Again, Churchill notes: “There is not a petition campaign that you can construct that is going to cause the power and the status quo to dissipate. There is not a legal action that you can take; you can’t go into the court of the conqueror and have the conqueror announce the conquest to be illegitimate and to be repealed; you cannot vote in an alternative, you cannot hold a prayer vigil, you cannot burn the right scented candle at the prayer vigil, you cannot have the right folk song, you cannot have the right fashion statement, you cannot adopt a different diet, build a better bike path. You have to say it squarely: the fact that this power, this force, this entity, this monstrosity called the state, maintains itself by physical force, and can be countered only in terms that it itself dictates and therefore understands.”

“Pacifists eliminates choice and responsibility by labeling great swaths of possibility off limits for action and even for discussion. ‘See how pure I am for making no wrong choices?’ they say, while in reality facing no choices at all. And of course they are actually making choices. Choosing inaction — or ineffective action — in the face of exploitation and violence is about as impure an action anyone can conceptualise.” — Anon

SO WHAT ARE some common pacifist positions, how are they justified, and what is the logical results of their (non) acts?
Firstly, pacifists tell us the ends never justify the means. As Derrick Jensen points out, this is a statement of values disguised as a statement of morals. “It becomes absurd to make absolute statements about means and ends, as there are some ends that justify some means, and there are some ends that do not.” We must make these distinctions or be confined to mere slogans.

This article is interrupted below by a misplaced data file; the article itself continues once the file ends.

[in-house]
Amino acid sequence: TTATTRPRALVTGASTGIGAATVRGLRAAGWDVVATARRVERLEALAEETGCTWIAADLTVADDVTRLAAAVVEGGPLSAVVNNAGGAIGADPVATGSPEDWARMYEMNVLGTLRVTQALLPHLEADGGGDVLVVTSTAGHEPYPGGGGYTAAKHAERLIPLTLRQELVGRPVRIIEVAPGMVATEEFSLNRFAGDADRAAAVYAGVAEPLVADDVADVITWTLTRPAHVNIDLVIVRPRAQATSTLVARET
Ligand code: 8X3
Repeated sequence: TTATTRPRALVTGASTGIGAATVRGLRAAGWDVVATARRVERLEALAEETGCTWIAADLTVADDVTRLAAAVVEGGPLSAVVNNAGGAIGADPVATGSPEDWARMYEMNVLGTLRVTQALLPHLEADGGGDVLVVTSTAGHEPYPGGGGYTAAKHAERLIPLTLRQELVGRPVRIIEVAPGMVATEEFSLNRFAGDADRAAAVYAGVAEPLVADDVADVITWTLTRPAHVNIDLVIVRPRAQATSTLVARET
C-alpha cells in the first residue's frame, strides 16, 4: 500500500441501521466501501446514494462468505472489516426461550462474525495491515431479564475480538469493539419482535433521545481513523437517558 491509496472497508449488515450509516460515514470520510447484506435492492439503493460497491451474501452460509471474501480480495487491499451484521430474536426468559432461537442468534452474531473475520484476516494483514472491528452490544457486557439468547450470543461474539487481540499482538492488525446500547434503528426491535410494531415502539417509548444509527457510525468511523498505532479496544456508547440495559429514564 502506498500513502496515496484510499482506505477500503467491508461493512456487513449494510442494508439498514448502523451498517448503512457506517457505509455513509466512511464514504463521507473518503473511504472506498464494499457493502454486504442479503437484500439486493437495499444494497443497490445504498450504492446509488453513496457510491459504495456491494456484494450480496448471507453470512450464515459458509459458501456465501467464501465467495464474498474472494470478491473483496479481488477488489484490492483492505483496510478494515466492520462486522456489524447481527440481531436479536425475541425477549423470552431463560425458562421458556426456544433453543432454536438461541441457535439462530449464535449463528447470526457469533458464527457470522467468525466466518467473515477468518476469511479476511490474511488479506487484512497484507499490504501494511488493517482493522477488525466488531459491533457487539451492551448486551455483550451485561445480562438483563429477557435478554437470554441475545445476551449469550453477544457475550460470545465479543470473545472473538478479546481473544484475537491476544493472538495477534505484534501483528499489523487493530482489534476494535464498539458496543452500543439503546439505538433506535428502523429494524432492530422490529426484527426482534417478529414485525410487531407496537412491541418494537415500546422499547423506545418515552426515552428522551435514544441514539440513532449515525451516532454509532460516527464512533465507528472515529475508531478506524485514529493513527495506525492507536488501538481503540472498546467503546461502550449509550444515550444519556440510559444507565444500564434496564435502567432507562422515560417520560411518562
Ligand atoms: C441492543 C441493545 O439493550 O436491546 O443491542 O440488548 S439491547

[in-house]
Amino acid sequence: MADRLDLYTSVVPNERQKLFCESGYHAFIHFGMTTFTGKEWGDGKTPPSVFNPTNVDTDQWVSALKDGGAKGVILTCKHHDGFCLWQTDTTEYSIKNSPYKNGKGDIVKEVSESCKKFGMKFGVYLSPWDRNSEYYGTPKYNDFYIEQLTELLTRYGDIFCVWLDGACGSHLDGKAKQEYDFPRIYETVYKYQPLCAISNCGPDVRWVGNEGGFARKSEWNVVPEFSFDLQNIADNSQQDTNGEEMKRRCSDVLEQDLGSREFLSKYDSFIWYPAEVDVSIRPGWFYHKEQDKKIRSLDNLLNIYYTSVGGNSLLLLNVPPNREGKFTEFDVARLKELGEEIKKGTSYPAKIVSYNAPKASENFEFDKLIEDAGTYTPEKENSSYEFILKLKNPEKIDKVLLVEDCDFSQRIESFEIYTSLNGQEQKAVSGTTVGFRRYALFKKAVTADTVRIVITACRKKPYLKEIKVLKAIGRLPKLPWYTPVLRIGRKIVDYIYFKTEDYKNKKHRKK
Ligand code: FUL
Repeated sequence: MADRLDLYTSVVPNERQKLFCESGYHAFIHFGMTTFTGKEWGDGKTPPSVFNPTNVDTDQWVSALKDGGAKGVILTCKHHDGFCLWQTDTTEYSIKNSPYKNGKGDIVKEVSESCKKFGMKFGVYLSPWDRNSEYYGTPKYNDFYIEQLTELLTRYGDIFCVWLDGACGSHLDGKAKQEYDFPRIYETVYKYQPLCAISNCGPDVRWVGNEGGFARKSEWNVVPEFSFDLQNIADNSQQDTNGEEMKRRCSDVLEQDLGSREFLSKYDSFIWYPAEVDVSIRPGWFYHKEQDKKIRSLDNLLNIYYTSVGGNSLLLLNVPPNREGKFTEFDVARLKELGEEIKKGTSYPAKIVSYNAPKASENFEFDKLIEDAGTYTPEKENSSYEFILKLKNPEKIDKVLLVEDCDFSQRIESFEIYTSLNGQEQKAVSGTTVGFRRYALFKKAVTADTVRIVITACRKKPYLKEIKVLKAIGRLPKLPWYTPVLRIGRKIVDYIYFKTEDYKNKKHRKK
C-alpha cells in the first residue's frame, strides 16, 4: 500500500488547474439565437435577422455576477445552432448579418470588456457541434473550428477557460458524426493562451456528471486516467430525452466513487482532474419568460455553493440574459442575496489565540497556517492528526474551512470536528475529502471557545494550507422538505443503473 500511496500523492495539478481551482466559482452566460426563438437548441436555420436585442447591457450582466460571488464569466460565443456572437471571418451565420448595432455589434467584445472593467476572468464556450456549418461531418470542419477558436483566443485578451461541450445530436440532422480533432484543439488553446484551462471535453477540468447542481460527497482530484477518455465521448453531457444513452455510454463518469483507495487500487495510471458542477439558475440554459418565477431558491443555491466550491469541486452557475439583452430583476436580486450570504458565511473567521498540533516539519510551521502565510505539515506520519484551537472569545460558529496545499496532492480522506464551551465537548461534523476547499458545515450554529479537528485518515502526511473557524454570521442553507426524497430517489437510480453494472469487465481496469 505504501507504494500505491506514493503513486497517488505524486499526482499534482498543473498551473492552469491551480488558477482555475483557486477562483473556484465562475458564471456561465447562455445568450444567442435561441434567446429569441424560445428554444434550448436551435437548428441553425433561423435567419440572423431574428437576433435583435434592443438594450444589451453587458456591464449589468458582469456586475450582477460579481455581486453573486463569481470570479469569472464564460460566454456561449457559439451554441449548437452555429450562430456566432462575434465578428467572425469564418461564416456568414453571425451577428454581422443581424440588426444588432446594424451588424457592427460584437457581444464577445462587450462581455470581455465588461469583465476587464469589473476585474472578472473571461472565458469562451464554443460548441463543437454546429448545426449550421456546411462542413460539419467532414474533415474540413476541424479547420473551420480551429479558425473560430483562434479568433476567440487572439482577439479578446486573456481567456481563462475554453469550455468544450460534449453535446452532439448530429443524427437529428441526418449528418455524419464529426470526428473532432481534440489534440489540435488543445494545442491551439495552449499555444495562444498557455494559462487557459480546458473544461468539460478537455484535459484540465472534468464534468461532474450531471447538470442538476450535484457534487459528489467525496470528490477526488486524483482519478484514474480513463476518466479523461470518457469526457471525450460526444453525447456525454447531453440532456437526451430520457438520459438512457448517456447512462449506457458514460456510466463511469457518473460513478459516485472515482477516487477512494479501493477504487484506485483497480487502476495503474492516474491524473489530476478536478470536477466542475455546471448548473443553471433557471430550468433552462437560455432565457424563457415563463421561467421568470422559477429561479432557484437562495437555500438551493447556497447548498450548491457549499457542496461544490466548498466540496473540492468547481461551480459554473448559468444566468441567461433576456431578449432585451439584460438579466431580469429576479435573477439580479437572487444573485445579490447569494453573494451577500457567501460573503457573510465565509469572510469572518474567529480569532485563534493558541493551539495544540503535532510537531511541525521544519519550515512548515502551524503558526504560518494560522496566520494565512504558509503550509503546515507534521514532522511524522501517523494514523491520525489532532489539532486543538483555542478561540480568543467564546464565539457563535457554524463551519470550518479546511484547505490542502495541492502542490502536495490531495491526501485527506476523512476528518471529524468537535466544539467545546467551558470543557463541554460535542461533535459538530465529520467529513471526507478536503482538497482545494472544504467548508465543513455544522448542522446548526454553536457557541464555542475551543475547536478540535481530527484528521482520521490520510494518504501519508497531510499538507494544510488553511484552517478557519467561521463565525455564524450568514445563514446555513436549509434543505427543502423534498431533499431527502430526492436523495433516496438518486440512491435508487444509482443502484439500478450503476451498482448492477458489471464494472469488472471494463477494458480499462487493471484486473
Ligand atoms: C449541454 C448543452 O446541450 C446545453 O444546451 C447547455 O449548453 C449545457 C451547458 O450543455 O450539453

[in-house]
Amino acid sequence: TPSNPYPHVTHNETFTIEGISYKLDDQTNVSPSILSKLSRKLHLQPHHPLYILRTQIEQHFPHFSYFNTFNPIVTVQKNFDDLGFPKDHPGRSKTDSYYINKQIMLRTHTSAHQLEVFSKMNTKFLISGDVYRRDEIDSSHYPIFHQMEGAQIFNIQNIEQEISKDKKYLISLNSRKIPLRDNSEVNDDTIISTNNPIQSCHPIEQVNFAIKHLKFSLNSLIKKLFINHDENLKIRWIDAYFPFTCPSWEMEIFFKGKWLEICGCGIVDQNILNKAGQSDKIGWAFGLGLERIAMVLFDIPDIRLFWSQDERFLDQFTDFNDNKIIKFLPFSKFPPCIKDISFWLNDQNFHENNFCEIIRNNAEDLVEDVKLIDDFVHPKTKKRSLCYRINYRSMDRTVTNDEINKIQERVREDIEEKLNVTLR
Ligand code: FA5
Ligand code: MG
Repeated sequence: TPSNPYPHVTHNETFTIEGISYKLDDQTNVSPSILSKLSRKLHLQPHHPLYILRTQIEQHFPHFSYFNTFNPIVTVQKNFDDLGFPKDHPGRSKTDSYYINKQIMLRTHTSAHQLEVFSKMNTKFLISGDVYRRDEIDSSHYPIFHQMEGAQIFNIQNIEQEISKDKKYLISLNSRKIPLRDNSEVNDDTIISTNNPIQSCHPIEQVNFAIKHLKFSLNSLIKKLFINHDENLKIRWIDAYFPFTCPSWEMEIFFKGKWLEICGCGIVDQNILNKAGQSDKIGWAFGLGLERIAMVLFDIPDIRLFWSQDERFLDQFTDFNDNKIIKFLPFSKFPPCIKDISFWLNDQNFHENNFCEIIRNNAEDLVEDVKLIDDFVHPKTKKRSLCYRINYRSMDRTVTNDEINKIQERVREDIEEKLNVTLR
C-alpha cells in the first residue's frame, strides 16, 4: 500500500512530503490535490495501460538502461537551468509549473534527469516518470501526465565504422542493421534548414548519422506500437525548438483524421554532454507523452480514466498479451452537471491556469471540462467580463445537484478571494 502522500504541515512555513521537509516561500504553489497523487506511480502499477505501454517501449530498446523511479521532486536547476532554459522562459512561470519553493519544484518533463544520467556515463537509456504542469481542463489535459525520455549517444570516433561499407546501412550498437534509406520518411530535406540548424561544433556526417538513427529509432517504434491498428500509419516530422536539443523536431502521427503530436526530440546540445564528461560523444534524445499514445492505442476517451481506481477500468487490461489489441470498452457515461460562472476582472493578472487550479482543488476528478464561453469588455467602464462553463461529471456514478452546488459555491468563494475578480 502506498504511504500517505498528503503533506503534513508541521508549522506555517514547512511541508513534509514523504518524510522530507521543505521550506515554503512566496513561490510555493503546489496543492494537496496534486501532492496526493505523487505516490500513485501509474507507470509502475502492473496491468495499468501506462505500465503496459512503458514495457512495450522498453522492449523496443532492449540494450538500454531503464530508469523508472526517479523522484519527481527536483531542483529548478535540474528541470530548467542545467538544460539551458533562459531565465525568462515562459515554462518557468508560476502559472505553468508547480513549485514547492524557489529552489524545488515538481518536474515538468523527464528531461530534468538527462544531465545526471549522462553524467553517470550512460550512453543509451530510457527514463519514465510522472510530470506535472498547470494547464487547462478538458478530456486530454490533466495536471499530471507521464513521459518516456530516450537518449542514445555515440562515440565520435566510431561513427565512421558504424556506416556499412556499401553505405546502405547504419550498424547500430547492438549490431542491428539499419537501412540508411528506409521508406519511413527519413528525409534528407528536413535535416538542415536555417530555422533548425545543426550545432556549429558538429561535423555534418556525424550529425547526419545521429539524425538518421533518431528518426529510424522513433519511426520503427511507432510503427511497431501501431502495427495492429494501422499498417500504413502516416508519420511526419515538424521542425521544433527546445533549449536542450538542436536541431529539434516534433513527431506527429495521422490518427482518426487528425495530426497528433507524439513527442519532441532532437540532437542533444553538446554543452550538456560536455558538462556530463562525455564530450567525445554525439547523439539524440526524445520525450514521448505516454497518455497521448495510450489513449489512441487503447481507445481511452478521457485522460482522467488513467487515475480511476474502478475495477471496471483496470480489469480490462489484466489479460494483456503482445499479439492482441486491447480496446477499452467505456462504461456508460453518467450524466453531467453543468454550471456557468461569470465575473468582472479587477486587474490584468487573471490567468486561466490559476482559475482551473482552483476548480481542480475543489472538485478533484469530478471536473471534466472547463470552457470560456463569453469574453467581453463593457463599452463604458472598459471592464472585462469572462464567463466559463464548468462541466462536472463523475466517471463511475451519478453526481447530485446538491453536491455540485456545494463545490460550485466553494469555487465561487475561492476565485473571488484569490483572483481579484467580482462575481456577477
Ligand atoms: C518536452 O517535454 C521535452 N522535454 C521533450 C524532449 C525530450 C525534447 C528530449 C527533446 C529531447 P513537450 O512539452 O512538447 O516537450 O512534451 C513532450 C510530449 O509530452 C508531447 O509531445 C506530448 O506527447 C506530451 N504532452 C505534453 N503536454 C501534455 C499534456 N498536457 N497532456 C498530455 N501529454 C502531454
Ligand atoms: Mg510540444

“Pacifists tell us that violence only begets violence. This is manifestly not true.” Violence can beget many things — currently it begets submission, material wealth, and power — but it could also beget liberation, freedom and the end of all violence.
Pacifists tell us, “we must be the change we wish to see”. This ultimately meaningless statement manifests the magical thinking of those unwilling to engage in reality, unwilling to give up their privilege,
and unwilling to struggle. We can change ourselves all we want, and all the while we (and others) continue to be exploited, governed and oppressed. This line of thinking does nothing to challenge, halt or abolish the concrete power held over the majority of this world.
“Pacifists tell us that if you use violence against exploiters, you become like they are. This cliche, once again, is absurd, with no relation to the real world. It is based on the flawed notion that all violence is the same. It is obscene to suggest that a women who kills a man attempting to rape her becomes like the rapist.”
“Pacifists tell us that violence never accomplishes anything. This argument, even more than the others, reveals how completely, desperately and arrogantly out of touch many dogmatic pacifists are with physical, emotional and spiritual reality.”
If violence accomplishes nothing, how is it that entire cultures have been exploited and eradicated? How is it that we live under an economic system which forces wage slavery upon the majority, while a few in power profit? How is it that the real violence of poverty still exists in an overproducing and overstocked society? Violence works for those in power — dreadfully well. To say that violence never accomplishes anything not only degrades the suffering of those harmed by violence, but it also devalues the triumphs of those who have fought back out of exploitative situations.
“Pacifists tell us that violence alienates people. If so, are we to refrain from engaging in anything but passive acts of protest because this will win popular support? If this is the case, why, after years of consistent nonviolent protest, no qualitative growth, and only the slightest quantitative, has occurred within movements for social change?” Catering our activity to a perceived perception (which may not even be accurate) of the level of resistance acceptable to people — far from being revolutionary — is in fact counter to the development of revolutionary consciousness, and reduces the level of both.